Interesting review of hashing techniques.

Raises the question of customized similarity (read sameness) hashing algorithms for topic maps.

I first saw this in a tweet by Stefano Bertolo.

GNU C++ hash_set vs STL std::set: my notebook

Tuesday, July 10th, 2012

GNU C++ hash_set vs STL std::set: my notebook by Pierre Lindenbaum.

Pierre compares the C++ template set of the C++ Standard Template library to the GNU non-standard hash-based set on a set of random numbers to insert/remove.

The results may surprise you.

Worth investigating if you are removing duplicates post-query.

Hash Tables: Introduction

Saturday, July 7th, 2012

Hash Tables: Introduction

Randy Gaul has written a nice introduction to hash tables, in part to learn about hash tables.

In the next iteration of the topic maps course, I should have only a topic map (no papers) as the main project. Require draft maps to be posted on a weekly basis.

So that design choices can be made, discussed and debated as the map develop.

So that the students are teaching each other about the domains they have chosen as they are constructing their maps.

TH*:Scalable Distributed Trie Hashing

Thursday, May 3rd, 2012

TH*:Scalable Distributed Trie Hashing by Aridj Mohamed and Zegour Djamel Eddine.

In today’s world of computers, dealing with huge amounts of data is not unusual. The need to distribute this data in order to increase its availability and increase the performance of accessing it is more urgent than ever. For these reasons it is necessary to develop scalable distributed data structures. In this paper we propose a TH* distributed variant of the Trie Hashing data structure. First we propose Thsw new version of TH without node Nil in digital tree (trie), then this version will be adapted to multicomputer environment. The simulation results reveal that TH* is scalable in the sense that it grows gracefully, one bucket at a time, to a large number of servers, also TH* offers a good storage space utilization and high query efficiency special for ordering operations.

I ran across this article today on tries, which dates from 2010 (original publication date).

Can anyone point me to a recent survey of literature on tries?

Thanks!

The Simple Magic of Consistent Hashing

Friday, December 9th, 2011

The Simple Magic of Consistent Hashing by Mathias Meyer.

From the post:

The simplicity of consistent hashing is pretty mind-blowing. Here you have a number of nodes in a cluster of databases, or in a cluster of web caches. How do you figure out where the data for a particular key goes in that cluster?

You apply a hash function to the key. That’s it? Yeah, that’s the whole deal of consistent hashing. It’s in the name, isn’t it?

The same key will always return the same hash code (hopefully), so once you’ve figured out how you spread out a range of keys across the nodes available, you can always find the right node by looking at the hash code for a key.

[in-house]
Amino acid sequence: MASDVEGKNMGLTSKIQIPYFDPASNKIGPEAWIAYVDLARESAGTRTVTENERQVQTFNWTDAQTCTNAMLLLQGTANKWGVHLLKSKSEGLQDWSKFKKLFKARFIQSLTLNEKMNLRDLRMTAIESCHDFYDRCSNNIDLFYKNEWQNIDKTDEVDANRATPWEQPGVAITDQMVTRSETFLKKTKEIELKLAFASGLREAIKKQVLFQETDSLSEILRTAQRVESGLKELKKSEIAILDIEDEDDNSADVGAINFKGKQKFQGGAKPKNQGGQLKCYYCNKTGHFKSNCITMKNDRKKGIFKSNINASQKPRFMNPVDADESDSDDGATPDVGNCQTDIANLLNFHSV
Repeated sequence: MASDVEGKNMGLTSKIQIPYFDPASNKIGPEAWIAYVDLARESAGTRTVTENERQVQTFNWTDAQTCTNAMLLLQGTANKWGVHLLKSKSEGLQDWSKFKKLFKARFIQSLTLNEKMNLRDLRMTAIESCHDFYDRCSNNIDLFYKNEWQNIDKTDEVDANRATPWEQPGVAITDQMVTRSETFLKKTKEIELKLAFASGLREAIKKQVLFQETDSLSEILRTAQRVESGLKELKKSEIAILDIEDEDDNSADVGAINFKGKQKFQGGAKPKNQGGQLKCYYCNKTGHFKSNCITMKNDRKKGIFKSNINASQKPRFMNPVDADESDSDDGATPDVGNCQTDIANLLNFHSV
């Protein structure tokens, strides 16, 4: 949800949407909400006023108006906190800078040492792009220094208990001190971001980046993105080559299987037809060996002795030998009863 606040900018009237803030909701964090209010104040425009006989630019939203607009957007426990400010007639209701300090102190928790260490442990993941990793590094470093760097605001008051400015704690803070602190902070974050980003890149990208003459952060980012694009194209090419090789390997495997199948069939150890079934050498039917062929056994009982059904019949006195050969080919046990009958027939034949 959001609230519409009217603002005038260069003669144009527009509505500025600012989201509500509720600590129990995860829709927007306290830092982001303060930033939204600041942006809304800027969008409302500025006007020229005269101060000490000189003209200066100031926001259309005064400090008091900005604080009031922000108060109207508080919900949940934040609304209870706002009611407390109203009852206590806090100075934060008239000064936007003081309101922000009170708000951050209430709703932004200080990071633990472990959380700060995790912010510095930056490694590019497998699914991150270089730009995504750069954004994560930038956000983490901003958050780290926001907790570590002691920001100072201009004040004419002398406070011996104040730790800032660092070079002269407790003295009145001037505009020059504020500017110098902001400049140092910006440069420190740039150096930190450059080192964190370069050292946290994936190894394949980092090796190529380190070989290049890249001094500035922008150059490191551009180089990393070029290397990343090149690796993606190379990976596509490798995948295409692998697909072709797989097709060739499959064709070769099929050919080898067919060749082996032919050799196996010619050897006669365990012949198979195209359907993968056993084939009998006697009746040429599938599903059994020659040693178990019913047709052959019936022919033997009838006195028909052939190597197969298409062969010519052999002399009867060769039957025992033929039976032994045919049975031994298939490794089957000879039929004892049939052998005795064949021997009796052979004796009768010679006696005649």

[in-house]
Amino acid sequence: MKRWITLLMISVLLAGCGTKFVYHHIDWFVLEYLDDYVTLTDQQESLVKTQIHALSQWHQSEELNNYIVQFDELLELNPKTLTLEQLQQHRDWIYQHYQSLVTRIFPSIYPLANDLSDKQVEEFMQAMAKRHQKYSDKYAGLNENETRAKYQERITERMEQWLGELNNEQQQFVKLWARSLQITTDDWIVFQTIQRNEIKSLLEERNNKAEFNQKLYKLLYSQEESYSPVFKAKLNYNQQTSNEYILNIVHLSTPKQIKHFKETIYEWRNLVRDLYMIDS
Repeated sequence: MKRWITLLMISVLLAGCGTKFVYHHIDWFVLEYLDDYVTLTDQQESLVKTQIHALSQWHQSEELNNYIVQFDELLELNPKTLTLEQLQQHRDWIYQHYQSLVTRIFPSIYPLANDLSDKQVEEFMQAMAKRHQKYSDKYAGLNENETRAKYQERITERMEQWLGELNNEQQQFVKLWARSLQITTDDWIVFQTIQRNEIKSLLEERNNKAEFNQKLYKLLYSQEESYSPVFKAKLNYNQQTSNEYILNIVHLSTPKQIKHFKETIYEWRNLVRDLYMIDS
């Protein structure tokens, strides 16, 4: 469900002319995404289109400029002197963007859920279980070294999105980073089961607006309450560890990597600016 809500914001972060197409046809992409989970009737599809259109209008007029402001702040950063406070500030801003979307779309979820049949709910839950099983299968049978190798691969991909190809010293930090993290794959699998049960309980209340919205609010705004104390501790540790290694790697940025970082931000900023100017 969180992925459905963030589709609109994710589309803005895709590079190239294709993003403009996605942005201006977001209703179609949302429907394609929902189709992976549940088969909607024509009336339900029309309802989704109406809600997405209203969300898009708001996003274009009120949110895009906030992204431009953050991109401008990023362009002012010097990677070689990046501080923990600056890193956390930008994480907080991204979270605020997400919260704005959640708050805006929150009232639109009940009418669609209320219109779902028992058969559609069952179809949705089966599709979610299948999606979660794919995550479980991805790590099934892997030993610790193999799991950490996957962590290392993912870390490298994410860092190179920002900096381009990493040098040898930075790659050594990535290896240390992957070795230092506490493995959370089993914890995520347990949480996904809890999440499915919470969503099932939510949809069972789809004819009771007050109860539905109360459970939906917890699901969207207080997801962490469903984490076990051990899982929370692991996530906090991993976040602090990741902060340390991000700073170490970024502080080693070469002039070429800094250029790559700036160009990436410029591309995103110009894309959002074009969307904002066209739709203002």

It’s pretty ingenious, if you ask me. It was cooked up in the lab chambers at Akamai, back in the late nineties. You should go and read the original paper right after we’re done here.

A must read, for a variety of reasons. One of which is to build expandable and robust data structures.

Another is to reach a deeper understanding of hashing, consistent or otherwise.

Question: Does consistency mean within a system or across systems?

What is the “hashing trick”?

Monday, December 5th, 2011

What is the “hashing trick”?

I suspect this question:

I’ve heard people mention the “hashing trick” in machine learning, particularly with regards to machine learning on large data.

What is this trick, and what is it used for? Is it similar to the use of random projections?

(Yes, I know that there’s a brief page about it here. I guess I’m looking for an overview that might be more helpful than reading a bunch of papers.)

comes up fairly often. The answer given is unusually helpful so I wanted to point it out here.

LSH Algorithm and Implementation (E2LSH)

Tuesday, January 25th, 2011

LSH Algorithm and Implementation (E2LSH) Authors: Alexandr Andoni and Piotr Indyk

Andoni and Indyk aren’t any better with titles than they were in Whose Your Nearest Neighbor but here you will find additional information on their high dimension nearest neighbor algorithm as well as an implementation of the algorithm.

Whose Your Nearest Neighbor?

Tuesday, January 25th, 2011

Near-Optimal Hashing Algorithms for Approximate Nearest Neighbor in High Dimensions Authors: Alexandr Andoni and Piotr Indyk

OK, I lied about the title.

You would think there would be short courses on title writing. Maybe I should start offering a one-day seminar in effective title writing.

Anyway, whatever the title issues, this is a deeply fascinating work on detection of nearest neighbors.

The short version is that really close neighbors bump into each other when hashing. So collisions become a way to detect neighbors. Rather clever.

I think of collisions as a basis for identify the same subjects.

Works in metric spaces but topic maps apply to metric spaces as well. After all, subjects are what define and occupy metric spaces.

For the longer explanation, read the paper.